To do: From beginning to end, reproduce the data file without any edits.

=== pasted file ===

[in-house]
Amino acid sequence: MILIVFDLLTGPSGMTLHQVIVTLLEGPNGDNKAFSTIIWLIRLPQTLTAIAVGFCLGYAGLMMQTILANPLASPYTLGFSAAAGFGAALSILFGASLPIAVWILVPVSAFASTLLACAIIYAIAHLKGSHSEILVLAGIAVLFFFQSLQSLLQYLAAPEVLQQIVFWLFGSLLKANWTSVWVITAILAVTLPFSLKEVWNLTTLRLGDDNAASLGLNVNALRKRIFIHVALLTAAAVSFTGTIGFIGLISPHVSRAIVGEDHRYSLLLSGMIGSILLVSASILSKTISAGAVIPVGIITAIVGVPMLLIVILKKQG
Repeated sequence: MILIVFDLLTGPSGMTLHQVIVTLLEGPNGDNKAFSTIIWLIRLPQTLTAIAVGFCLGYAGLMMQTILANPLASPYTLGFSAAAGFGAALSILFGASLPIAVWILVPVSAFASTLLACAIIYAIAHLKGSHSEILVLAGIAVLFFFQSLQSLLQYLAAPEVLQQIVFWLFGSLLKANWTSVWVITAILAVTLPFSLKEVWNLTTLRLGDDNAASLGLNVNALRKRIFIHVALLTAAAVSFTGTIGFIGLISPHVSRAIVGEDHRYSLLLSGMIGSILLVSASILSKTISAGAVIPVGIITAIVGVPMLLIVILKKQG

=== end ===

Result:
[in-house]
Amino acid sequence: MILIVFDLLTGPSGMTLHQVIVTLLEGPNGDNKAFSTIIWLIRLPQTLTAIAVGFCLGYAGLMMQTILANPLASPYTLGFSAAAGFGAALSILFGASLPIAVWILVPVSAFASTLLACAIIYAIAHLKGSHSEILVLAGIAVLFFFQSLQSLLQYLAAPEVLQQIVFWLFGSLLKANWTSVWVITAILAVTLPFSLKEVWNLTTLRLGDDNAASLGLNVNALRKRIFIHVALLTAAAVSFTGTIGFIGLISPHVSRAIVGEDHRYSLLLSGMIGSILLVSASILSKTISAGAVIPVGIITAIVGVPMLLIVILKKQG
Repeated sequence: MILIVFDLLTGPSGMTLHQVIVTLLEGPNGDNKAFSTIIWLIRLPQTLTAIAVGFCLGYAGLMMQTILANPLASPYTLGFSAAAGFGAALSILFGASLPIAVWILVPVSAFASTLLACAIIYAIAHLKGSHSEILVLAGIAVLFFFQSLQSLLQYLAAPEVLQQIVFWLFGSLLKANWTSVWVITAILAVTLPFSLKEVWNLTTLRLGDDNAASLGLNVNALRKRIFIHVALLTAAAVSFTGTIGFIGLISPHVSRAIVGEDHRYSLLLSGMIGSILLVSASILSKTISAGAVIPVGIITAIVGVPMLLIVILKKQG